The Red-naped Sapsucker breeds in deciduous and evergreen forests with a mix of willow, aspen, birch, ponderosa pine, juniper, or Douglas-fir trees, from around 1,000 to 10,000 feet in elevation. Sometimes they also breed in gardens, yards, and high-elevation forest edges. They tend to avoid oak or pine-oak forests during the breeding season, but use them during migration and winter, along with orchards and woodlands near streams.Back to top
Red-naped Sapsuckers eat tree sap, fruit, and insects. When willow, birch, alder, and chokecherry trees leaf out they drill small rectangular holes into the phloem or inner bark of the tree to access the sap. The birds don't actually suck the sap as their name implies; instead the sap sticks to the stiff hairs on their specialized tongue, allowing them to lap it up. In early spring before the sap of the more sugary trees starts flowing they drill parallel rows of circular holes into the xylem or sapwood of juniper, Douglas-fir, lodgepole pine, white spruce, aspen, and black cottonwood. They also eat ants, spiders, beetles, and flies that they pick off foliage, catch in midair, or that get caught in the sap. Back to top
Sapsuckers nest in holes in live or dead trees. They excavate holes most frequently in quaking aspens, but also use western larch, lodegpole pine, Douglas-fir, paper birch, black cottonwood, and ponderosa pine. They typically choose trees bigger than 11 inches in diameter that have heartwood fungus, which makes excavation easier. Sapsuckers often excavate a new hole in the same tree in subsequent years, and they may reuse the exact same nesting hole or a pre-existing cavity. Nest holes can be anywhere from 2–75 feet above the ground.
Males do most of the excavating to create a nesting cavity in live or dead trees, but females help on occasion. Males chip away the interior of the cavity, creating a cushion of wood chips for the eggs instead of adding material to line the inside of the cavity. It can take anywhere from 6 days to 4 weeks to excavate a cavity. Nest holes are about 1.5 inches wide and 1.5 inches tall. The inside of the hole is around 4.5 inches wide.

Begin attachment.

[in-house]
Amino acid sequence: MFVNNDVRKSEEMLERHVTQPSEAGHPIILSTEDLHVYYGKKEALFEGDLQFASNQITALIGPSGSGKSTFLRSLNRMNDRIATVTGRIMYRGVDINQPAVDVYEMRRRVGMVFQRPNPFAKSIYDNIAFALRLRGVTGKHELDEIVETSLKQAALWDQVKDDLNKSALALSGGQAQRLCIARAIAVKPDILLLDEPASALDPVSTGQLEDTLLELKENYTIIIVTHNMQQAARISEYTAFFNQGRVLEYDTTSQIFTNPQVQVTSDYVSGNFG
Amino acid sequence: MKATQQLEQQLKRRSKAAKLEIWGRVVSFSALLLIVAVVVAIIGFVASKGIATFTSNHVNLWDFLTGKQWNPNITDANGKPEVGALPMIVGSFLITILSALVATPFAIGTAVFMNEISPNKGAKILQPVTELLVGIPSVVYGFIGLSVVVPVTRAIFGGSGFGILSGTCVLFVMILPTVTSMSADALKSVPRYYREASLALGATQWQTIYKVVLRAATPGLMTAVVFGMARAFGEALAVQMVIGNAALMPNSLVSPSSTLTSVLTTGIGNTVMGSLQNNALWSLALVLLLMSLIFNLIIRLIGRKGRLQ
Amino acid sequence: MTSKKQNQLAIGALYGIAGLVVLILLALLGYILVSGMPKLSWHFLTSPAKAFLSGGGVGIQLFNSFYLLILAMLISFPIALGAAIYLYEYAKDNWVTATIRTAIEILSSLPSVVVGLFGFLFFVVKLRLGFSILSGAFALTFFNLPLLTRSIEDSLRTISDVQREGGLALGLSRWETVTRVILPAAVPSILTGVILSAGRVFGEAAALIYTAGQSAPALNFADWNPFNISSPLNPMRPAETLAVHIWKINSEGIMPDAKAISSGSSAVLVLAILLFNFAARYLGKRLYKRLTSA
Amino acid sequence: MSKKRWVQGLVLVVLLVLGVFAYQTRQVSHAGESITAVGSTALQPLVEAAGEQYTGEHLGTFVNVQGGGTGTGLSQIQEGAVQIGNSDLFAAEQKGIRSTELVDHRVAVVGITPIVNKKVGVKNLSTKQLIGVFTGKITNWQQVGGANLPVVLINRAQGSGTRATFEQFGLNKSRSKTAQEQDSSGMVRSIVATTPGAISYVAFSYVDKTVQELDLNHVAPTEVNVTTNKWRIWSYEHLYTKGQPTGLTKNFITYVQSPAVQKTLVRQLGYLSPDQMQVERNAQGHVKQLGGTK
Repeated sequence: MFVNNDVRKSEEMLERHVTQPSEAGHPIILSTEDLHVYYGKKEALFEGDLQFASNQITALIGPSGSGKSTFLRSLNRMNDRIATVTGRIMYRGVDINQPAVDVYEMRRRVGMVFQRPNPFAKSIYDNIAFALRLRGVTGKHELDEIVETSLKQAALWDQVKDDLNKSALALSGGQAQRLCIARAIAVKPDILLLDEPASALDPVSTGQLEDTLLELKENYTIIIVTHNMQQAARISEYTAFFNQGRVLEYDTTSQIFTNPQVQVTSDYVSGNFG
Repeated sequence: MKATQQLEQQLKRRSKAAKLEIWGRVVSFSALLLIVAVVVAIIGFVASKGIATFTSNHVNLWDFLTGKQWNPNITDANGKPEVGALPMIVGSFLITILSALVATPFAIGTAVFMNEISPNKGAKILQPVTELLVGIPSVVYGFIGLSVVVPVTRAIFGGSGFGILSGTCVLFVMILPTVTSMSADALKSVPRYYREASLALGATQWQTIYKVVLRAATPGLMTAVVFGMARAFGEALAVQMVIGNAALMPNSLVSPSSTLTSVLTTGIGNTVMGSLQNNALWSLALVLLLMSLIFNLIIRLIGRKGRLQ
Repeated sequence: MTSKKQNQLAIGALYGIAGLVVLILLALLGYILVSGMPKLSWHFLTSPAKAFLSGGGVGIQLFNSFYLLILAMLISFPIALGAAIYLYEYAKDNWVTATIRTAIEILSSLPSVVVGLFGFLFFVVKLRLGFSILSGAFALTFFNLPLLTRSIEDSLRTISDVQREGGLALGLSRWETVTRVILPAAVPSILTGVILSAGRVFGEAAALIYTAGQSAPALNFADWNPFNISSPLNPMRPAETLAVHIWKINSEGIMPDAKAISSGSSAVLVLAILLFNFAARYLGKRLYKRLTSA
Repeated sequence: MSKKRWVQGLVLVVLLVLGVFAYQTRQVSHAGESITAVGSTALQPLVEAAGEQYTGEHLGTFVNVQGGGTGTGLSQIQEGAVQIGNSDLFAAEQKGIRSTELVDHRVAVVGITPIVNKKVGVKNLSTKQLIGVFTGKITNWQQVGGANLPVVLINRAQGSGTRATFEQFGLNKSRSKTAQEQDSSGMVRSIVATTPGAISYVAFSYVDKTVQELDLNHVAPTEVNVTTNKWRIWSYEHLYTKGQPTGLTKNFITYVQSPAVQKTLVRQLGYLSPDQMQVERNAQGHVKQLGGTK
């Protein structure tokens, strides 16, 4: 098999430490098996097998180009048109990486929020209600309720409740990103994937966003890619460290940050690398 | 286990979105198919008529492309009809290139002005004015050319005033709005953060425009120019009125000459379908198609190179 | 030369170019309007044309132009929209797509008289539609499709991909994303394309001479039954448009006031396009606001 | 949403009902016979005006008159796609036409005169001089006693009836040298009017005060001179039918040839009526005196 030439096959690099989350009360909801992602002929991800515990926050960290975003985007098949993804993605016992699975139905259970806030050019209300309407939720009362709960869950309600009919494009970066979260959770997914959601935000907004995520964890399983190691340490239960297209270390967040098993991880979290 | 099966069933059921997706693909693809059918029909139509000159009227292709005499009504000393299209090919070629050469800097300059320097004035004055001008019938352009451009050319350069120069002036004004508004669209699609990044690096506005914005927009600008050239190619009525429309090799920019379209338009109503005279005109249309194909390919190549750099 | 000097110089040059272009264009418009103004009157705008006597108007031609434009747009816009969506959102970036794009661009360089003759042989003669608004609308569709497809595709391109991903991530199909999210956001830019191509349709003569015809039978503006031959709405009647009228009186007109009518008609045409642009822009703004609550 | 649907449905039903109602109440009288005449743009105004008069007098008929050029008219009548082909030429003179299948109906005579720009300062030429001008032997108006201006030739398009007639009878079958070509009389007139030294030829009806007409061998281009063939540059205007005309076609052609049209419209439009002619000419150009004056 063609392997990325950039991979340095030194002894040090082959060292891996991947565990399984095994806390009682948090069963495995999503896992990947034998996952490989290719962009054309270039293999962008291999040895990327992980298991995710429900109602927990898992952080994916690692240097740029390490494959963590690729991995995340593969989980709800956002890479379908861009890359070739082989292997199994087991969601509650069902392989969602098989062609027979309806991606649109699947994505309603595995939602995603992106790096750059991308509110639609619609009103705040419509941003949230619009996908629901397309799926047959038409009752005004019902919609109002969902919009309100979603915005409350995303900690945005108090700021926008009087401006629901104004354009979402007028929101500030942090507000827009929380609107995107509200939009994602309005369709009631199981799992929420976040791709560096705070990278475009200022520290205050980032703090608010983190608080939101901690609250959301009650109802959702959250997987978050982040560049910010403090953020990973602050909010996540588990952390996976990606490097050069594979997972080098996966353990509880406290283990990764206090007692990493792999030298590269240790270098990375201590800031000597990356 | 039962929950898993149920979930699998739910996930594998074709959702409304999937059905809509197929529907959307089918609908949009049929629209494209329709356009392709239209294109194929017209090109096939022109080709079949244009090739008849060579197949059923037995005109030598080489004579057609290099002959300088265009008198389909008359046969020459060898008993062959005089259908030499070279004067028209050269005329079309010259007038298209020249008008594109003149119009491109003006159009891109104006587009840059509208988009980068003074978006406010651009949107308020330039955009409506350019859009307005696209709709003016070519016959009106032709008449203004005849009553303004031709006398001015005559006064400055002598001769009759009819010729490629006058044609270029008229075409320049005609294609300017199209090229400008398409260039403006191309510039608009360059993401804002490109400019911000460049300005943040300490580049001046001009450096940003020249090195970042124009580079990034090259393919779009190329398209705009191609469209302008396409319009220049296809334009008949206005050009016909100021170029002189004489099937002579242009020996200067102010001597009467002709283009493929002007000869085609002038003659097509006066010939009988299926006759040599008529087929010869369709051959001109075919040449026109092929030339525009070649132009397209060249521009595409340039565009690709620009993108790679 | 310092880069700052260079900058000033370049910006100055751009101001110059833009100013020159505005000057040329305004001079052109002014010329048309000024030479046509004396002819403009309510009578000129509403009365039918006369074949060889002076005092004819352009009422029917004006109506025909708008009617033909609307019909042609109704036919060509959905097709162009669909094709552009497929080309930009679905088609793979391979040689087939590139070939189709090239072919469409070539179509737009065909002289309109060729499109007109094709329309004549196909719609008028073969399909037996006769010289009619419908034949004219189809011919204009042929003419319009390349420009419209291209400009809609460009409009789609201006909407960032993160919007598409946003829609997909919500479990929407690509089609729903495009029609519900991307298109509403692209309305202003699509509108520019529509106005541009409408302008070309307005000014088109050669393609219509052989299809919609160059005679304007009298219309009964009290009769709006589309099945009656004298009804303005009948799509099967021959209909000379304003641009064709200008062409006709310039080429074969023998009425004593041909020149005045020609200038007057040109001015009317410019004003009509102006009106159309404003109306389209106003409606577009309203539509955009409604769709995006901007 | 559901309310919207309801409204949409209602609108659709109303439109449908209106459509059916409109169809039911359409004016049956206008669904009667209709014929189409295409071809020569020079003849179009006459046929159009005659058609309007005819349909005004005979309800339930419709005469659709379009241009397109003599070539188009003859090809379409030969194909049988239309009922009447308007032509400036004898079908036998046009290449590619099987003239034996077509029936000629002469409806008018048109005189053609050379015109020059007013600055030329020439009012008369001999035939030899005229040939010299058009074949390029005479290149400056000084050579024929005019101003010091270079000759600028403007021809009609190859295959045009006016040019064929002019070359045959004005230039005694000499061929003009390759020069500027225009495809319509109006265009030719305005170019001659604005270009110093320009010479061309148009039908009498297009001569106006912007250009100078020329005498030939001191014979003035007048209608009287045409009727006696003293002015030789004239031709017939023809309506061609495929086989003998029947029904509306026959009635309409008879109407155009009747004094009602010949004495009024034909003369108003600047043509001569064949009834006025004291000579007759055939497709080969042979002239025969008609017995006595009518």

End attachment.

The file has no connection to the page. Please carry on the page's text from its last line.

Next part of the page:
|Clutch Size:||3-7 eggs|
|Egg Length:||0.8-1.1 in (2-2.7 cm)|
|Egg Width:||0.6-0.7 in (1.6-1.8 cm)|
|Incubation Period:||8-12 days|
|Nestling Period:||23-32 days|
|Condition at Hatching:||Naked and helpless.|
Red-naped Sapsuckers behave like other woodpeckers, hitching up and down trees with their strong feet and using their stiff tail feathers for support. They also fly in an undulating pattern, alternating between flaps and glides. But unlike other woodpeckers, they drill circular and rectangular holes in trees to access tree sap that they lap up with the stiff hairs on their tongue. Both males and females spend most of their time at their sap wells defending them from other sapsuckers and other species. To keep out unwelcome visitors, they thrust their heads towards the intruder, flick 1 or 2 wings up, raise their crest, fluff their throat feathers, or give chase. In early spring, sapsuckers chase prospective mates around trees, loudly calling as they go. Courting birds face each other with bills raised, throat feathers fluffed out, and crest feathers raised while swinging their bills side to side. Males, and sometimes females, indicate their readiness for mating by squealing. If a female is receptive she responds by dropping her wings, lifting her tail, and throwing her head back. They form monogamous pairs for the duration of the breeding season and sometimes they stay with the same mate in successive seasons, although it may be that the nesting tree is more of a draw to return than their actual mate. Back to top
Red-naped Sapsuckers are common throughout their range and populations have been stable between 1966 and 2019, according to the North American Breeding Bird Survey. Partners in Flight estimates a global breeding population of 2 million and rates them 9 out of 20 on the Continental Concern Score. These birds were historically shot as an orchard pest but are protected now. Forestry practices may affect abundance in particular areas.Back to top
Dunne, P. (2006). Pete Dunne's essential field guide companion. Houghton Mifflin Harcourt, New York, USA.
Lutmerding, J. A. and A. S. Love. (2020). Longevity records of North American birds. Version 2020. Patuxent Wildlife Research Center, Bird Banding Laboratory 2020.
Partners in Flight. (2020). Avian Conservation Assessment Database, version 2020.
Sauer, J. R., D. K. Niven, J. E. Hines, D. J. Ziolkowski Jr., K. L. Pardieck, J. E. Fallon, and W. A. Link (2019). The North American Breeding Bird Survey, Results and Analysis 1966–2019. Version 2.07.2019. USGS Patuxent Wildlife Research Center, Laurel, MD, USA.
Sibley, D. A. (2014). The Sibley Guide to Birds, second edition. Alfred A. Knopf, New York, NY, USA.